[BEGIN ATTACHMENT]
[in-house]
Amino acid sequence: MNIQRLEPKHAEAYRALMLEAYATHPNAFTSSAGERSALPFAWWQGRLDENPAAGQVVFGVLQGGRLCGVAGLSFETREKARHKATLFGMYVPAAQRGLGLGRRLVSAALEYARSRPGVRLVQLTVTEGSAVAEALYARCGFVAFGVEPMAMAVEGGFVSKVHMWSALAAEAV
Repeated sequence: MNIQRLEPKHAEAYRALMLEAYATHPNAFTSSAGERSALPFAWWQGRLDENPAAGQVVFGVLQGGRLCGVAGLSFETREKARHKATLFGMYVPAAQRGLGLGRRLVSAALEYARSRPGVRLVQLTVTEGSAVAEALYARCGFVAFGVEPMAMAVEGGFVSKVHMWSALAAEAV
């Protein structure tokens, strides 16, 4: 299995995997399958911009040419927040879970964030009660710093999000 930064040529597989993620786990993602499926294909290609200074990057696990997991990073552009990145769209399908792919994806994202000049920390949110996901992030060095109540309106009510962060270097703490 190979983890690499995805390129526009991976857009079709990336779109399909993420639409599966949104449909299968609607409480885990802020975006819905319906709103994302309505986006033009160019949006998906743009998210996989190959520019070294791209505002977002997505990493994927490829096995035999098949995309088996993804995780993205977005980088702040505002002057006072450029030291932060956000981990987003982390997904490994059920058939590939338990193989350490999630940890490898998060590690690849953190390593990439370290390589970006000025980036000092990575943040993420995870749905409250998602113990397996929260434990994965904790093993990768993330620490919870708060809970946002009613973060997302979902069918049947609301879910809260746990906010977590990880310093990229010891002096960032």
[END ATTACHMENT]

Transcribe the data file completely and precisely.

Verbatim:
[in-house]
Amino acid sequence: MNIQRLEPKHAEAYRALMLEAYATHPNAFTSSAGERSALPFAWWQGRLDENPAAGQVVFGVLQGGRLCGVAGLSFETREKARHKATLFGMYVPAAQRGLGLGRRLVSAALEYARSRPGVRLVQLTVTEGSAVAEALYARCGFVAFGVEPMAMAVEGGFVSKVHMWSALAAEAV
Repeated sequence: MNIQRLEPKHAEAYRALMLEAYATHPNAFTSSAGERSALPFAWWQGRLDENPAAGQVVFGVLQGGRLCGVAGLSFETREKARHKATLFGMYVPAAQRGLGLGRRLVSAALEYARSRPGVRLVQLTVTEGSAVAEALYARCGFVAFGVEPMAMAVEGGFVSKVHMWSALAAEAV
């Protein structure tokens, strides 16, 4: 299995995997399958911009040419927040879970964030009660710093999000 930064040529597989993620786990993602499926294909290609200074990057696990997991990073552009990145769209399908792919994806994202000049920390949110996901992030060095109540309106009510962060270097703490 190979983890690499995805390129526009991976857009079709990336779109399909993420639409599966949104449909299968609607409480885990802020975006819905319906709103994302309505986006033009160019949006998906743009998210996989190959520019070294791209505002977002997505990493994927490829096995035999098949995309088996993804995780993205977005980088702040505002002057006072450029030291932060956000981990987003982390997904490994059920058939590939338990193989350490999630940890490898998060590690690849953190390593990439370290390589970006000025980036000092990575943040993420995870749905409250998602113990397996929260434990994965904790093993990768993330620490919870708060809970946002009613973060997302979902069918049947609301879910809260746990906010977590990880310093990229010891002096960032």